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Radon Testing

Radon is a colorless, odorless gas that occurs naturally in the earth. As elements like uranium and radium break down in the rock and soil beneath your house, they release radon gas.
Reminder for anyone struggling to recall high school chemistry class: uranium and radium are radioactive. The same is true for radon gas, which can cause lung cancer — in fact, radon exposure is the second leading cause of lung cancer in the United States.

Radon isn’t a problem outdoors, because it quickly dissipates into the atmosphere, leaving only minuscule amounts in the air you breathe. But if your house is tightly sealed — as many modern homes are, thanks to high-quality insulation and efficient air sealing — you could be at risk. That’s because radon can become trapped inside and build up to unsafe levels. 
Because radon is odorless and invisible, the only way to know if you have a problem is to conduct a radon test.  (HomeGauge. n.d)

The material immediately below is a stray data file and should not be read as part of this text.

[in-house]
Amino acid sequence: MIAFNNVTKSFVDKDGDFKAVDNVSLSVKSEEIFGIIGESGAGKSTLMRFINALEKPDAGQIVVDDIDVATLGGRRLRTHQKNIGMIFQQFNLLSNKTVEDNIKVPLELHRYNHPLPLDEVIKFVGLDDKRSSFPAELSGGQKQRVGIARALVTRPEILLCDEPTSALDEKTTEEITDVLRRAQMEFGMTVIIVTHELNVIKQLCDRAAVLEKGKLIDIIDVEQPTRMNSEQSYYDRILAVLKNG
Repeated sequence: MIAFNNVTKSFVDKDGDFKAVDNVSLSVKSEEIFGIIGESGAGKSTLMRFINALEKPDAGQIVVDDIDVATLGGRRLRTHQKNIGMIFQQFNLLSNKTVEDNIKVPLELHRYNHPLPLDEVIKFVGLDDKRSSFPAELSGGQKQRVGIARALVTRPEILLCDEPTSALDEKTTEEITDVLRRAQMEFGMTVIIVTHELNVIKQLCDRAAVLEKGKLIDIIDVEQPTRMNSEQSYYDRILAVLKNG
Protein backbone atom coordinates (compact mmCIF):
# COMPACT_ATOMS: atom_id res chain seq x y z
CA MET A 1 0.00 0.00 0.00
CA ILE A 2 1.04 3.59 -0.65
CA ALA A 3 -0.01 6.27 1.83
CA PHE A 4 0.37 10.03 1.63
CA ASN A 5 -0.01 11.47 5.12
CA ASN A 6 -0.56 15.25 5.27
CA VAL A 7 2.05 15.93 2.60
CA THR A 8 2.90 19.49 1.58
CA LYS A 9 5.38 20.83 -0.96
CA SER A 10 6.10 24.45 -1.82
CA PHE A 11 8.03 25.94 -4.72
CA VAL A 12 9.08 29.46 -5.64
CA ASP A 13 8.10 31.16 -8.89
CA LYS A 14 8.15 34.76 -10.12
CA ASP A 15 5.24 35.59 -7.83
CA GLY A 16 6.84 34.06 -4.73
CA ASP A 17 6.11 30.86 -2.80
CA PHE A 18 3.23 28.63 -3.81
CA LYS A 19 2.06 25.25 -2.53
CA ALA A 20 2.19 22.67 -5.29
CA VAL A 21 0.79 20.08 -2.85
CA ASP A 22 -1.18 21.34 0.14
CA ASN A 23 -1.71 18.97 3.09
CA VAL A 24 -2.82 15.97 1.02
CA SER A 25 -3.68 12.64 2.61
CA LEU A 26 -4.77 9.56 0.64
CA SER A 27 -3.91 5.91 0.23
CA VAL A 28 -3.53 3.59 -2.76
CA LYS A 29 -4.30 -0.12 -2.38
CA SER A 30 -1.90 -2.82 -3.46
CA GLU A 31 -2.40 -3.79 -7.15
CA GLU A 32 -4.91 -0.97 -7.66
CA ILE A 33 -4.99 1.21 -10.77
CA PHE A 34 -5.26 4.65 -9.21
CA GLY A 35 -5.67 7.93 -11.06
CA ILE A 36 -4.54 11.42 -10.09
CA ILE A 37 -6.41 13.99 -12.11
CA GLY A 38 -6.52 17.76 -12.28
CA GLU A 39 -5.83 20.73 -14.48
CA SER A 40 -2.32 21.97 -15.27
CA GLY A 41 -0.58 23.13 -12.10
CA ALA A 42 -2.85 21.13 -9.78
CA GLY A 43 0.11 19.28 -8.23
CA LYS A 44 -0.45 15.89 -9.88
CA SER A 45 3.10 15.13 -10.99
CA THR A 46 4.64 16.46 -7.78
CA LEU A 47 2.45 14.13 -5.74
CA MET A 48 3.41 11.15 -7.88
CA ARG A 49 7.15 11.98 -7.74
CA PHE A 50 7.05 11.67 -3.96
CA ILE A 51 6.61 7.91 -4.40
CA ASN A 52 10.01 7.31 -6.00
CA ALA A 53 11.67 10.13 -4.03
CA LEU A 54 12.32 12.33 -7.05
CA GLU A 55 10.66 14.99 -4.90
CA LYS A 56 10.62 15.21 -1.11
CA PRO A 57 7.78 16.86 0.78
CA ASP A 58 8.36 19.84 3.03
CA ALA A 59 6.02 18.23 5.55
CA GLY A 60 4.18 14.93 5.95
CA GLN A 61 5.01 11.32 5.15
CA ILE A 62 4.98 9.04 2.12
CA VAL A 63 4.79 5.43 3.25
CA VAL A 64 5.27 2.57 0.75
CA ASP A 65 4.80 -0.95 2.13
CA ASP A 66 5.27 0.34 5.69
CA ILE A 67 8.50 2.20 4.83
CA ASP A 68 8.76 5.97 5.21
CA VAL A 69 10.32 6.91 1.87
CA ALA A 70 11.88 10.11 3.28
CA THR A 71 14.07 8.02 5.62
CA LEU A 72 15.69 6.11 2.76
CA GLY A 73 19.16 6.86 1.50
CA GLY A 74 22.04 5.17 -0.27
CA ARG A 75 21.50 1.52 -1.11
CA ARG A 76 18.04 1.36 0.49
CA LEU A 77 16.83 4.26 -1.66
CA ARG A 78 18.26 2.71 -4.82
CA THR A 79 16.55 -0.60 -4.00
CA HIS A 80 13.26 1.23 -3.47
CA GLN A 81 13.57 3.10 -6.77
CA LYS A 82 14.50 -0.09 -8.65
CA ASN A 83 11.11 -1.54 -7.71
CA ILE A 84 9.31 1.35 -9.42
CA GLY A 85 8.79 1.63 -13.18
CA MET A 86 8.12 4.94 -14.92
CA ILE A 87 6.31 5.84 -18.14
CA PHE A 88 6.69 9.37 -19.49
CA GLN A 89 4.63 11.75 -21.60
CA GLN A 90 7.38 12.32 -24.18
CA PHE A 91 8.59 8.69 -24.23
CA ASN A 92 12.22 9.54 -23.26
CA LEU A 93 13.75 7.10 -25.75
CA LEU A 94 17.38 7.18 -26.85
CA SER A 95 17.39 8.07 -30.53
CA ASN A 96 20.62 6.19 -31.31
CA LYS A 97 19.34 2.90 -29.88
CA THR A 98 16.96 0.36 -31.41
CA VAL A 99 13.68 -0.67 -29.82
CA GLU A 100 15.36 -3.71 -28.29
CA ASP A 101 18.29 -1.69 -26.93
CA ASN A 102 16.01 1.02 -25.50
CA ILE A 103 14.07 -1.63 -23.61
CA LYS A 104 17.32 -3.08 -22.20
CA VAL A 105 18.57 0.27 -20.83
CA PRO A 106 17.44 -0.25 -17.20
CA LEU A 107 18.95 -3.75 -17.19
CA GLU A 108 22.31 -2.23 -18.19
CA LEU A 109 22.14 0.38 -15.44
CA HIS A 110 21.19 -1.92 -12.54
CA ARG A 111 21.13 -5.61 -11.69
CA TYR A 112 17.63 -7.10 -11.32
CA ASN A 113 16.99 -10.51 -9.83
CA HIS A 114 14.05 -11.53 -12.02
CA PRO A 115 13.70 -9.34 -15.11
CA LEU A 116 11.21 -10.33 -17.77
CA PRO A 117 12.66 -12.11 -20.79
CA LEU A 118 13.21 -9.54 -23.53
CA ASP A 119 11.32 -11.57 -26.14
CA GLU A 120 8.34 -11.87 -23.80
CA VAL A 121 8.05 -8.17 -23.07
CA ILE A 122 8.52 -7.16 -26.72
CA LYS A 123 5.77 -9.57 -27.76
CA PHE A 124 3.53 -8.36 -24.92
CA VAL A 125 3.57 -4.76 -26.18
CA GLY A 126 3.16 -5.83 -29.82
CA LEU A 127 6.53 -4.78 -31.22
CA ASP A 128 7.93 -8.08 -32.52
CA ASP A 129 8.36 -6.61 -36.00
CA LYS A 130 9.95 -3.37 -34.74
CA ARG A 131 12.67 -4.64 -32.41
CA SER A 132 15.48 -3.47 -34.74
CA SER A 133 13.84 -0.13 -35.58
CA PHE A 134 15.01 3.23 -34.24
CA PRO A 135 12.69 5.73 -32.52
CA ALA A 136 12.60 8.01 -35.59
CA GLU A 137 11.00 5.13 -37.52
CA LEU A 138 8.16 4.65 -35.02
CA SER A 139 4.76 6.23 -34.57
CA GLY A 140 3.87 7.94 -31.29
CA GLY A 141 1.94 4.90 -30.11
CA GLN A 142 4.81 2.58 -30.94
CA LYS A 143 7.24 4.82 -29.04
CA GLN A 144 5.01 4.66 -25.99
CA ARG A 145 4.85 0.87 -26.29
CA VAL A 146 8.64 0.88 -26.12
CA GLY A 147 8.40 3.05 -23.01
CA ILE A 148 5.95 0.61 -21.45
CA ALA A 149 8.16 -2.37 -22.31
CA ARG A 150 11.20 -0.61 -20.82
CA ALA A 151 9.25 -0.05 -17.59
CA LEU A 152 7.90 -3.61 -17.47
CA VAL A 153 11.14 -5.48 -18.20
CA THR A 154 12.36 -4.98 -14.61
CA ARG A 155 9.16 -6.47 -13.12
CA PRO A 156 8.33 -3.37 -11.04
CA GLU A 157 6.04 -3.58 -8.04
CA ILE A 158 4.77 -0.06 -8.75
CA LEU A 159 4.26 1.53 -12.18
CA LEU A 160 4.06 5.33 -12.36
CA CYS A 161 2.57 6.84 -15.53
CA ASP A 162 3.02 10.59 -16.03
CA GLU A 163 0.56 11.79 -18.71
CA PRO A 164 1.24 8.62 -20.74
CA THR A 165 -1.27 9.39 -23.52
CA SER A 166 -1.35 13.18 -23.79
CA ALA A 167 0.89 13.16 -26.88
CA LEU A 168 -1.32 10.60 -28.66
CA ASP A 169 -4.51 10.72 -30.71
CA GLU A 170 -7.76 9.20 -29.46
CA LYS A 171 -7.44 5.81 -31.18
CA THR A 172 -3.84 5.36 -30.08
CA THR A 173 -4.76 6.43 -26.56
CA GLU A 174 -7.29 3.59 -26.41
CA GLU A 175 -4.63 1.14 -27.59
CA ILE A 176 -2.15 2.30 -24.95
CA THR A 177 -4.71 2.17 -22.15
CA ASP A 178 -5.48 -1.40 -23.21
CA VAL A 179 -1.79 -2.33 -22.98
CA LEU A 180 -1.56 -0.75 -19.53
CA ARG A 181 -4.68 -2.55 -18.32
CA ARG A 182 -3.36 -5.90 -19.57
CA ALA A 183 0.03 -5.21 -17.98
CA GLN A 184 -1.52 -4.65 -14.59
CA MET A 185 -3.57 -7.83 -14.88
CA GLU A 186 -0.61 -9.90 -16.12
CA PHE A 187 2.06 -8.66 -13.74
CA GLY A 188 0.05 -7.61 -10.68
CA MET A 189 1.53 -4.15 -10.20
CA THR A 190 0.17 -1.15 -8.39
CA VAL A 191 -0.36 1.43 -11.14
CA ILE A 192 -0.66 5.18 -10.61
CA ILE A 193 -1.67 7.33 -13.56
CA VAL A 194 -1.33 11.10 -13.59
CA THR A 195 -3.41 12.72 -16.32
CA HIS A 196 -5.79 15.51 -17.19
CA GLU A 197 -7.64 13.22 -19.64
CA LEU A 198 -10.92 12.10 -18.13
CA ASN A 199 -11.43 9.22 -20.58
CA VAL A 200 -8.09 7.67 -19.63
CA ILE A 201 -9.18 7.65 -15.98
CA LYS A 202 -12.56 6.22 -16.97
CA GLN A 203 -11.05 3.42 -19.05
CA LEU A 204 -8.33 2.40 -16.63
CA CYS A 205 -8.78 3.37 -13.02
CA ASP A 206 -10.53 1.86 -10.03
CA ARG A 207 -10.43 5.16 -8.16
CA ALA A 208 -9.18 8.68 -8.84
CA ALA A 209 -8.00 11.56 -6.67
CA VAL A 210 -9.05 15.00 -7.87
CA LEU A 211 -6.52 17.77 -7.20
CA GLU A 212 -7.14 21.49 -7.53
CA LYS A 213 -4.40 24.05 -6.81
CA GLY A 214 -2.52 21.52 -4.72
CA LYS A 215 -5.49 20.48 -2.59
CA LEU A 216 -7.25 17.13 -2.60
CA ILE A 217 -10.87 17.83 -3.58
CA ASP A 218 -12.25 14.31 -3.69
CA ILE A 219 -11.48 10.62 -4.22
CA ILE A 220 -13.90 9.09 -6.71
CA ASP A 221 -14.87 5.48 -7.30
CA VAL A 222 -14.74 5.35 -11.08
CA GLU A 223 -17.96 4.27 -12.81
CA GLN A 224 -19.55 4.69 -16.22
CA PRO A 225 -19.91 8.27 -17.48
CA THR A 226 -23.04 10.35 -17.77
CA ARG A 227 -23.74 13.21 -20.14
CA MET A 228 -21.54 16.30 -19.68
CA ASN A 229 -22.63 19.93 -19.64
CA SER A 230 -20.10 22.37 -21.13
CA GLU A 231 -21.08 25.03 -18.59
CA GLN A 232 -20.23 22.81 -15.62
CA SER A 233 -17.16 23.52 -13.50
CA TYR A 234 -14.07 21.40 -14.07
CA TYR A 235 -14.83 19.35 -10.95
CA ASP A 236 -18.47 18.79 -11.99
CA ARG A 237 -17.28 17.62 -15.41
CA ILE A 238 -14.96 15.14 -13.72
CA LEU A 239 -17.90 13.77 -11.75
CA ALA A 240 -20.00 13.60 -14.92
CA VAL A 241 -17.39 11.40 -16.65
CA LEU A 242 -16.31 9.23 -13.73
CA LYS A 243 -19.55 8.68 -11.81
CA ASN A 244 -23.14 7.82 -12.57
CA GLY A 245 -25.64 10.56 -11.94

Use a certified radon inspector to get the best results. CMHI is certified through InterNACHI. 

Radon is a carcinogen or substance that can cause cancer with prolonged exposure. In fact, the Environmental Protection Agency (EPA) has found that radon causes between 15,000 and 22,000 lung cancer deaths each year in the United States, and is the #1 cause of lung cancer among non-smokers.

Because it can take years for radon symptoms to appear, catching radon early on can protect you and your family down the line.

Home Gauge. n.d. “What is a radon test, and why is it important?” (2021, September 24). Retrieved June 2, 2022, from

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